I love summer and all that it stands for, in theory. I love the spirit of summer, the break from school, the freedom that comes with warmer weather, being outside. The sun, the fun. All good stuff. It’s the practicality and reality of summer that bums me out. That from May to mid-September, I’m just a greasy, frizzy, sweaty mess in an ill-fitting outfit. Despite my best efforts, forethought, products and the like, every year, I’m just uncomfortable and frumpy. That being said, I freaking love Labor Day. I don’t know about you, but I for one am ready to start arriving places not soaked in my own sweat.
I went out to meet a friend at a bar on the other side of town a few days ago and the whole venture was the culmination of all the reasons why summer is not my jam. I got dressed. Put on a pair jean cut offs from Old Navy, a plain white tank top, probably too many bracelets and flip flops, and put my hair in its ever-present bun. And I’m not going to lie to you—I looked adorable. Then I got outside and started walking towards the subway. I immediately started re-thinking the shorts. While they were cute and comfortable both in the dressing room and in my apartment five minutes ago, that has radically changed. As I started walking, my inner thighs began eating the shorts. They were creeping up, higher and higher, towards the mother ship with each step. Here’s the thing: I’m not a big girl, per se, but I do have my fair share of thigh. On both sides, inner and outer. And then, all that fabric in between them, while trying to walk? It’s a lot. Props to the dudes out there. To borrow the line from Elaine Benes, “I don’t know how you guys walk around with those things.”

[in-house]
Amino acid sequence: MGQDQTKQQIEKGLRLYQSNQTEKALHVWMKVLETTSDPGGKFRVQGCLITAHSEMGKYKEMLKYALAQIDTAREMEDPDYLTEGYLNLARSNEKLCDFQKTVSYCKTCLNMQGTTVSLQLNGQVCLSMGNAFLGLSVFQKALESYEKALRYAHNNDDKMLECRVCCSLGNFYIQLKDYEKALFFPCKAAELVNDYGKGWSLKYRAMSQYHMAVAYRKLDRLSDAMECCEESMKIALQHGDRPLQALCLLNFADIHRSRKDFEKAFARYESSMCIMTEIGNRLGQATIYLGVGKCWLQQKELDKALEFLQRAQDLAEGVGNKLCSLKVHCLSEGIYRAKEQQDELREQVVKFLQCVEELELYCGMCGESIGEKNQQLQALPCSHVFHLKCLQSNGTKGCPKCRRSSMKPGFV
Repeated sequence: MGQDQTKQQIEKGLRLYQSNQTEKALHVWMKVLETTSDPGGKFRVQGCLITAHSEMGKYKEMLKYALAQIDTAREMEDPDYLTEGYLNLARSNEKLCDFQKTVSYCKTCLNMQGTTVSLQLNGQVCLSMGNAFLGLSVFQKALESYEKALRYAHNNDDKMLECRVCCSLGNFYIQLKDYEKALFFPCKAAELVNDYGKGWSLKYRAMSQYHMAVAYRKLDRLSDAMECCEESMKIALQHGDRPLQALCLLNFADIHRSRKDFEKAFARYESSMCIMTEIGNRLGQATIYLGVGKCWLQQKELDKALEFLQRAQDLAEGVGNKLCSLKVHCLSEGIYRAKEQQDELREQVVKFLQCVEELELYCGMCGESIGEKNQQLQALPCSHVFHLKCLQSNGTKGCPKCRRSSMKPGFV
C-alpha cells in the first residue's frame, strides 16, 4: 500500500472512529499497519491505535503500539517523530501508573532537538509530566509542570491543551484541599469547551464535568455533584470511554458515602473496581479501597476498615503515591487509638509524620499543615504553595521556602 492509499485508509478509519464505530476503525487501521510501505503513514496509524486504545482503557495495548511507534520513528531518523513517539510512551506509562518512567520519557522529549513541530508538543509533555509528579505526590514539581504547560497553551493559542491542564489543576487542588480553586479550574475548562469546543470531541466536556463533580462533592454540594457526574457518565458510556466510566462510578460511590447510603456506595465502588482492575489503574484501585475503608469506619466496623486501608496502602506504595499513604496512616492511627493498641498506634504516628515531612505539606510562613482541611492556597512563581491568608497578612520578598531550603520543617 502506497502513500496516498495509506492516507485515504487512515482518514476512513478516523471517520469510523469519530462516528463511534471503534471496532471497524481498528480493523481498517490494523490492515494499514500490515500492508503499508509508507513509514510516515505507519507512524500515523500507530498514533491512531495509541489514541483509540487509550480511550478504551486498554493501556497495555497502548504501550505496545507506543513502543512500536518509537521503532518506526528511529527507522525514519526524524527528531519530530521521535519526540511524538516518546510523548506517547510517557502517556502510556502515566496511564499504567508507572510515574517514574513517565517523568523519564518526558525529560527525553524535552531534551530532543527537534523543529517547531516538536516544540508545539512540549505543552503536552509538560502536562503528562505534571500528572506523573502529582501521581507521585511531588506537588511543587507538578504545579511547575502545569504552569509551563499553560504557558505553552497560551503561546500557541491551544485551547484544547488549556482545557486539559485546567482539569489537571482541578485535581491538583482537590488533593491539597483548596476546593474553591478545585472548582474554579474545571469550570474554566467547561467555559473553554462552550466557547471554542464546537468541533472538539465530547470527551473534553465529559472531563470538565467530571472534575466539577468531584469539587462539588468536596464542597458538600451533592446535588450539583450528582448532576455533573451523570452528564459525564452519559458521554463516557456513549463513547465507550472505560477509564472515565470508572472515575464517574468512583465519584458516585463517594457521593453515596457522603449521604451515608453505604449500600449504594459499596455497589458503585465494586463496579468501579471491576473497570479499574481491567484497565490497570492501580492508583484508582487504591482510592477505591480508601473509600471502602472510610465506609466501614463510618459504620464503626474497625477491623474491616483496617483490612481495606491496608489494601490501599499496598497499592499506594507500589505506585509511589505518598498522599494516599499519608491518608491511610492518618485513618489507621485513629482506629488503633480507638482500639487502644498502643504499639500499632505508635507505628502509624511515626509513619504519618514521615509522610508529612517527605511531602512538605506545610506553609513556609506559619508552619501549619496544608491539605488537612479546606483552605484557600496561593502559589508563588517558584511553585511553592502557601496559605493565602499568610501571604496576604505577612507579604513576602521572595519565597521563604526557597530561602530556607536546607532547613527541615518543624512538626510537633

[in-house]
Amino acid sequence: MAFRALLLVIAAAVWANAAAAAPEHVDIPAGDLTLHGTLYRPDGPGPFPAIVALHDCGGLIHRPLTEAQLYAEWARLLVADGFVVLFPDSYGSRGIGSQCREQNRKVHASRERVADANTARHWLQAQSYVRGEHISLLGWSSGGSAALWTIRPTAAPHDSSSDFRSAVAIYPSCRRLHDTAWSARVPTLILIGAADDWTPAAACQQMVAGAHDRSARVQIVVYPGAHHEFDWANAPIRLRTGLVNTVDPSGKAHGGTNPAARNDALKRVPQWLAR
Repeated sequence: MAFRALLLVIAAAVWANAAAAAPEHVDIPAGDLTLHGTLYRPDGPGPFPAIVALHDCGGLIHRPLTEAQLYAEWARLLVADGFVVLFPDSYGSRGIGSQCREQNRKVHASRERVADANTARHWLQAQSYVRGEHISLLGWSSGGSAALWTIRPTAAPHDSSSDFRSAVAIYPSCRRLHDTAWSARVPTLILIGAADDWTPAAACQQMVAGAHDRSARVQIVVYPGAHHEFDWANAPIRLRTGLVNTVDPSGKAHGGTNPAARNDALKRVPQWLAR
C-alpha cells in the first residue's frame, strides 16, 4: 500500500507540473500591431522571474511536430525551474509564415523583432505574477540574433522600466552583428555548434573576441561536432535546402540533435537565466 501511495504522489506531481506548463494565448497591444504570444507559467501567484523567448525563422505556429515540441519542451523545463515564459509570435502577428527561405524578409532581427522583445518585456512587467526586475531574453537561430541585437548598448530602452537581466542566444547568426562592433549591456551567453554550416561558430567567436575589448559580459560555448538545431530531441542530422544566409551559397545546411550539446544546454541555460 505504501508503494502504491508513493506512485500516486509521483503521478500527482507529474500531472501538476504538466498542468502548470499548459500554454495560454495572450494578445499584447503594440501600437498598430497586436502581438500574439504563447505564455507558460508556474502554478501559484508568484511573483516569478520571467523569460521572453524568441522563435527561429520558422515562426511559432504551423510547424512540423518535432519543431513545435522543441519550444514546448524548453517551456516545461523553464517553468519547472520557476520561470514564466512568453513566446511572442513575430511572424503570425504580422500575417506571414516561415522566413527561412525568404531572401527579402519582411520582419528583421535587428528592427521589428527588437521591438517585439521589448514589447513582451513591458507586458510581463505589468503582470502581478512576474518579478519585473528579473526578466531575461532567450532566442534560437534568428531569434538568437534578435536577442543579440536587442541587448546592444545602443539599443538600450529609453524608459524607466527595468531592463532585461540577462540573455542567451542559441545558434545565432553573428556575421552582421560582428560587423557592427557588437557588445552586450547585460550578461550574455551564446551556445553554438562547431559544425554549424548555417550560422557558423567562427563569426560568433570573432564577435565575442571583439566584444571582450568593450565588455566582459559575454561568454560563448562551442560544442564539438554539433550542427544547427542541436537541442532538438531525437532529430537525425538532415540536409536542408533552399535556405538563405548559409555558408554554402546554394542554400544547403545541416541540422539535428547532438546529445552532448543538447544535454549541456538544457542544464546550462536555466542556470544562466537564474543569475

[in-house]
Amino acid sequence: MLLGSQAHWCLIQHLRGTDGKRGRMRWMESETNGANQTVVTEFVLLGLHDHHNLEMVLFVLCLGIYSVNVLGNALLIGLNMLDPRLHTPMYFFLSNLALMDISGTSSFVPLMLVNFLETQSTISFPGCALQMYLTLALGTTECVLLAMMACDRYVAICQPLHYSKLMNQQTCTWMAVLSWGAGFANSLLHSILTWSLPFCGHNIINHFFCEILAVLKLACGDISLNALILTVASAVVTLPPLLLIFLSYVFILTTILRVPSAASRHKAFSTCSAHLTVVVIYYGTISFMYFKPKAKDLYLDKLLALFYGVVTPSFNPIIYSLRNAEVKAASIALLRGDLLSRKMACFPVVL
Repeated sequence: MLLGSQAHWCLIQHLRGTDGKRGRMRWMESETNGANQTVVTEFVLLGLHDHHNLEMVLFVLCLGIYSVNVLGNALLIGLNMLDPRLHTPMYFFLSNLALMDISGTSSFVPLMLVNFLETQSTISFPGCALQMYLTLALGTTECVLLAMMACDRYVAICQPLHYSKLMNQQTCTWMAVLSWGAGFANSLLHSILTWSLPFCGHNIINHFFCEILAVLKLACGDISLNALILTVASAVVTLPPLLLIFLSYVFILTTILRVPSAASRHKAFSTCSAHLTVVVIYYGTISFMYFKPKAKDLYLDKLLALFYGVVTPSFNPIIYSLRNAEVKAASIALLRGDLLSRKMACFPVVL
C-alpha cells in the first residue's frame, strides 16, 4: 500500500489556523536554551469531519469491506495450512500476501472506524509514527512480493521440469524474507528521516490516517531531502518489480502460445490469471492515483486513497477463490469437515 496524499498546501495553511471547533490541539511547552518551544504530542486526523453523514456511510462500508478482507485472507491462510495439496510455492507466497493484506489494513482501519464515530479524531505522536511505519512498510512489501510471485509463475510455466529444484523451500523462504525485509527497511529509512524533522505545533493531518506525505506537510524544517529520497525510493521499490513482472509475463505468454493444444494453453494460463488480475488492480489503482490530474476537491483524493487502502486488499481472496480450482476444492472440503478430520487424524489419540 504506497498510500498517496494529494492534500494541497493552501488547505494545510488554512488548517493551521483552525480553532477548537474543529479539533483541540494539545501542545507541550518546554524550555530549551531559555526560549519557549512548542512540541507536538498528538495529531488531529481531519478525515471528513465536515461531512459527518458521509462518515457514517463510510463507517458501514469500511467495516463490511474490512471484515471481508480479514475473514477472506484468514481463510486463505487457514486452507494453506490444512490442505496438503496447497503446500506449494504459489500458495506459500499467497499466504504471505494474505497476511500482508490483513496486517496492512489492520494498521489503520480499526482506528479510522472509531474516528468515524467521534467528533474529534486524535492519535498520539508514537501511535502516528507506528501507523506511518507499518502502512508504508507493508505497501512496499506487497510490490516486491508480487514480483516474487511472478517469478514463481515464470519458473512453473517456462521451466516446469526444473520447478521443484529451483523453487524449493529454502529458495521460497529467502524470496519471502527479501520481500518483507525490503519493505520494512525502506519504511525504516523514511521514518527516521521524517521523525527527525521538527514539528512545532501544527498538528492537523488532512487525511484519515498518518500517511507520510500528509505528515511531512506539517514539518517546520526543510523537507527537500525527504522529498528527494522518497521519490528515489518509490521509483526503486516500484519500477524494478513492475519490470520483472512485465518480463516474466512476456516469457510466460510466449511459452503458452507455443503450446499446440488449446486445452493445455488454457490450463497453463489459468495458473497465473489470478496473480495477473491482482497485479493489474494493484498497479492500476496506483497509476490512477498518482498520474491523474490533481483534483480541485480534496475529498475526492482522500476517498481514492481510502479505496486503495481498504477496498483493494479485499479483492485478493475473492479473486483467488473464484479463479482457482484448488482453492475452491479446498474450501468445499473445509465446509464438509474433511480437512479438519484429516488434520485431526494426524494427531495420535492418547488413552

So I shove my hands in my pockets, trying to force them down, thinking that would fix the situation. Which it does, to an extent. But then I catch a glimpse of my profile in a store window and I can see that the action of shoving them down has now created some unfortunate and unflattering shapes with my behind. So I squirm a little bit, trying to shake the leg holes back into place, which lasts for exactly four seconds before we start up again with the chunks of fabric wedging themselves between my thighs. And this is all while I’m walking, mind you. After a few blocks, I just give up on the whole thing and just end up walking like I just got done riding a horse. Which I think we can all agree, is not lady like.
A combination of the 90 million degree weather and all of the cardio I’m doing messing around with these shorts, the sweating has already begun. I don’t know what happened or when, but hot shit have I gotten sweaty in my old(er) age. It’s just not cute. Fine, sure, sweating can be sexy. Sometimes. Like when you’re working out? Yes. Exerting extreme physical effort? Absolutely. Dripping sweat while you wait at the light to cross the street or standing in line at CVS? Nope.